Instead of fretting, I’ll talk about bending, because it doesn’t involve changing the length of the string. When you do a bend, you’re not stretching the string in the physics sense, at least that’s not what (mostly) causes the change in pitch. If the string stretched in the sense that physics thinks of it, it would be much harder to get a guitar string to change pitch when you bent it. Since it doesn’t stretch (much), it changes pitch. However, the string does stretch and permanently deform a bit over its lifetime, and some of the drift to flat is caused by this.

And while I’m sleep deprived, drunk and thinking about guitar string materials: why hasn’t anyone impregnated nylon with ferrous materials to make a guitar string? Seems it’d be the easiest way to make an electric that was easy on the digits.

Did I just invent something?

ETA: And matter of fact, I play slide about 1/3 of the time, so no, they don’t always touch the fretboard :slight_smile:

scabpicker your posts make sense even though I don’t have the science to have my own POV - and ultimately only care about having a guitar in tune to play :wink:

Yes, I kill strings with acid sweat, so I have learned to seek out acoustics that sound great because of the guitar, and less because of the string. A lot of Taylors, for instance, really benefit / sound better when fresh strings are on them.

I don’t understand. Are you reframing Zeno’s Paradox? The string never touches the fretboard because there is always another distance to cut in half? Or are you debating proper technique, i.e., should they touch, or should you be all Yngwie Malmsteen and play a guitar with a scalloped 'board?

Define ‘fresh’: once a year?

Depends on your fingers/sweat and the environment. If you have reasonably dry hands and it isn’t overly humid, a couple of months…but that is a thumb-in-the-air guesstimate at best.

And, to be clear, I rarely change my strings, because I just kill them anyway, so it is not like I am an expert on strings. Some folks geek so hard about the differences between different brands and materials. They all sound the same after an hour or two with me :wink:

ETA: the obvious test - change your year-old strings. If you are like OMG! about the difference, do it after 6 months next time. Keep shortening until the OMG! isn’t nearly as big, or you simply can’t be bothered :wink:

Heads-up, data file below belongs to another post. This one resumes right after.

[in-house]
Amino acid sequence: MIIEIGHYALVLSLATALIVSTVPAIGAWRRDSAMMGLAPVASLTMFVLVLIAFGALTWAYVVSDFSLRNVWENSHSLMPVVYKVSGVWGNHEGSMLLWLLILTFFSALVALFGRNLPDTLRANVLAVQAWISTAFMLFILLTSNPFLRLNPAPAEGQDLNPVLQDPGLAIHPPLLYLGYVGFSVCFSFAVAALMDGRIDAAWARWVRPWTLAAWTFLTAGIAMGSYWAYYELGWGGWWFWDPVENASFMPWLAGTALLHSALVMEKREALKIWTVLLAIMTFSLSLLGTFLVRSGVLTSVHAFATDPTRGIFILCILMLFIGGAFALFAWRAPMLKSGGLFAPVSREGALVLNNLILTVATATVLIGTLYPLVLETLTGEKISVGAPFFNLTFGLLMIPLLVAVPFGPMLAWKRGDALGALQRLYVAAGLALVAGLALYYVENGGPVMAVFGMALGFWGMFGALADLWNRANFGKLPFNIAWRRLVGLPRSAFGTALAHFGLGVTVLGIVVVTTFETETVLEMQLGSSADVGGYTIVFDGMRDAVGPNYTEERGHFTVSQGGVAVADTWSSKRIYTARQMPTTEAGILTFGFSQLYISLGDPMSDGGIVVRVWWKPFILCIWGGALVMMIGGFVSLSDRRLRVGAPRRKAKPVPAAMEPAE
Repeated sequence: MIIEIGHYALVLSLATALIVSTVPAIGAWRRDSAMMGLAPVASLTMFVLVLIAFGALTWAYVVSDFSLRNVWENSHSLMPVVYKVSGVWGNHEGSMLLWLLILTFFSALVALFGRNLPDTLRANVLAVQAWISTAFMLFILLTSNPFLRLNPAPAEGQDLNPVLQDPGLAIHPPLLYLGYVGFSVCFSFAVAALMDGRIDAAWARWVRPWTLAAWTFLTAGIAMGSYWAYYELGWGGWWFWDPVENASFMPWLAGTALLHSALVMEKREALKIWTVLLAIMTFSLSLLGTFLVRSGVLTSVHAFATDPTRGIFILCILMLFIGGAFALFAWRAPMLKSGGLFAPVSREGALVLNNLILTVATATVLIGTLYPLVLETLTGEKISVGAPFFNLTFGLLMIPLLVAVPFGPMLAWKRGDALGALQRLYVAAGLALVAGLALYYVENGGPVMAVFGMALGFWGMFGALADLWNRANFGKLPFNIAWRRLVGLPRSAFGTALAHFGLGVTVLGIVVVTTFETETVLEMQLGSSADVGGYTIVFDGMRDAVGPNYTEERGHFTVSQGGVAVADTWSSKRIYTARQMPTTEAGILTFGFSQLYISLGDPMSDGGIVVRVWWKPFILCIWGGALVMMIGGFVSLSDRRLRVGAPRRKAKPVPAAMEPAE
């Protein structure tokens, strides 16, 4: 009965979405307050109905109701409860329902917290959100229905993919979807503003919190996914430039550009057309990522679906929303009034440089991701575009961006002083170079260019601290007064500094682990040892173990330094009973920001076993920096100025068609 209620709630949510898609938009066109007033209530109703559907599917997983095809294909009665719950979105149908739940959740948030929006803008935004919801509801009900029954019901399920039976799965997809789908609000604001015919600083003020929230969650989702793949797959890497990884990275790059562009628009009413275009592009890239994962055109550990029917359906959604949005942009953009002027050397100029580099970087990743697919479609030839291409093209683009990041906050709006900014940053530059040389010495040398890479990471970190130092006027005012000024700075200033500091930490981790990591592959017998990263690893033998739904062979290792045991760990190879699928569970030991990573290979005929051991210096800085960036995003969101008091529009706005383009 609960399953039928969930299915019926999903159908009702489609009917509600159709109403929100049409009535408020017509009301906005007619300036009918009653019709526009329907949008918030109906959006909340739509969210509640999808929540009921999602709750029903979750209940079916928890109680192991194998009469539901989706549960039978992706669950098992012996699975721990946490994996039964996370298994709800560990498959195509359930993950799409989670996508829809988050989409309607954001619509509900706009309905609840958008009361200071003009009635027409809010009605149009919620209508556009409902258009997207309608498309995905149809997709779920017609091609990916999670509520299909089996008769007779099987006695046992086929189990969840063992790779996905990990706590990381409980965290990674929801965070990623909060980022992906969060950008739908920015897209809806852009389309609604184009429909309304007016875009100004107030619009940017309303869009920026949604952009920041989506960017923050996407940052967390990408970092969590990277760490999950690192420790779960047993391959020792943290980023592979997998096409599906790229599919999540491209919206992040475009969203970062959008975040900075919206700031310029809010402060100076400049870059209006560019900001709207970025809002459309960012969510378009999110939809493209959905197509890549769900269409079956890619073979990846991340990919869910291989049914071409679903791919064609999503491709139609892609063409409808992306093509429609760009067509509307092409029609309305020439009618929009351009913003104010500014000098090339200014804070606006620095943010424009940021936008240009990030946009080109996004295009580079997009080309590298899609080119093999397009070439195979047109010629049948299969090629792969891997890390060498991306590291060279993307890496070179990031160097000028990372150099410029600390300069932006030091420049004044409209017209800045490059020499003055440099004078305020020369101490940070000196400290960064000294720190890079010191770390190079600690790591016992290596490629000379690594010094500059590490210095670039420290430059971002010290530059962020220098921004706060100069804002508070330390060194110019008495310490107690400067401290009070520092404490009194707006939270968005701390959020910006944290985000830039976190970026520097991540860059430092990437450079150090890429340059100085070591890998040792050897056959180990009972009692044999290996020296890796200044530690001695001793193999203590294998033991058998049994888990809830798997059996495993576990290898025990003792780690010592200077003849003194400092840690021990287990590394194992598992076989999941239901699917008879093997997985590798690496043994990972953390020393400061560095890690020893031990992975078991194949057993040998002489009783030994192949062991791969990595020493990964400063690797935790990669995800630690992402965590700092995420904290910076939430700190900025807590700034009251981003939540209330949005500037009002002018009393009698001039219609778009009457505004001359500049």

I hear ya. The science is hard when you try to apply it to real life. The pinch method is what I arrived at when I was playing with a 2mm pick, and breaking a string every other show. It was the method I arrived at that got me a stable guitar even if I had to change strings just before I headed off to a show, just pulling on the strings wasn’t as good (back then, I only had the Goya for me, my other guitar went to the other guitarist).

My, you may be my chemical twin. Do you strip the chrome off watches and watchbands? I do. Any string loses it’s new “snap” after one song of my sweat, and 24 hours. There’s no helping it.

[QUOTE=WordMan;18866819
I don’t understand. Are you reframing Zeno’s Paradox? The string never touches the fretboard because there is always another distance to cut in half? Or are you debating proper technique, i.e., should they touch, or should you be all Yngwie Malmsteen and play a guitar with a scalloped 'board?[/QUOTE]

I think you’re over thinking it (so then, just who’s overthinking?). I believe they’re asking a much simpler question: how does the string change it’s length to reach the fretboard when I fret a note unless it stretches? It does stretch some, but within it’s limit of elasticity, and changes pitch a little bit too, before you reach the fretboard and change the effective string length.
Chefguy, if they break or develop a groove, they’re no longer fresh. :slight_smile:

No, no philosophy involved.

On first asking I thought it was obvious that the strings touch the board. I could “feel” it.

Had a number of conversations on threads about it. I had all kinds of reasons for the way I thought.

My guitar tech said no they don’t. I believe it. I’ve checked my initial sense at the door, and really looked. And they don’t.

If you look at the board it wears down between the strings and not under them, that’s the main physical proof. Doesn’t matter whether it’s scalloped or not.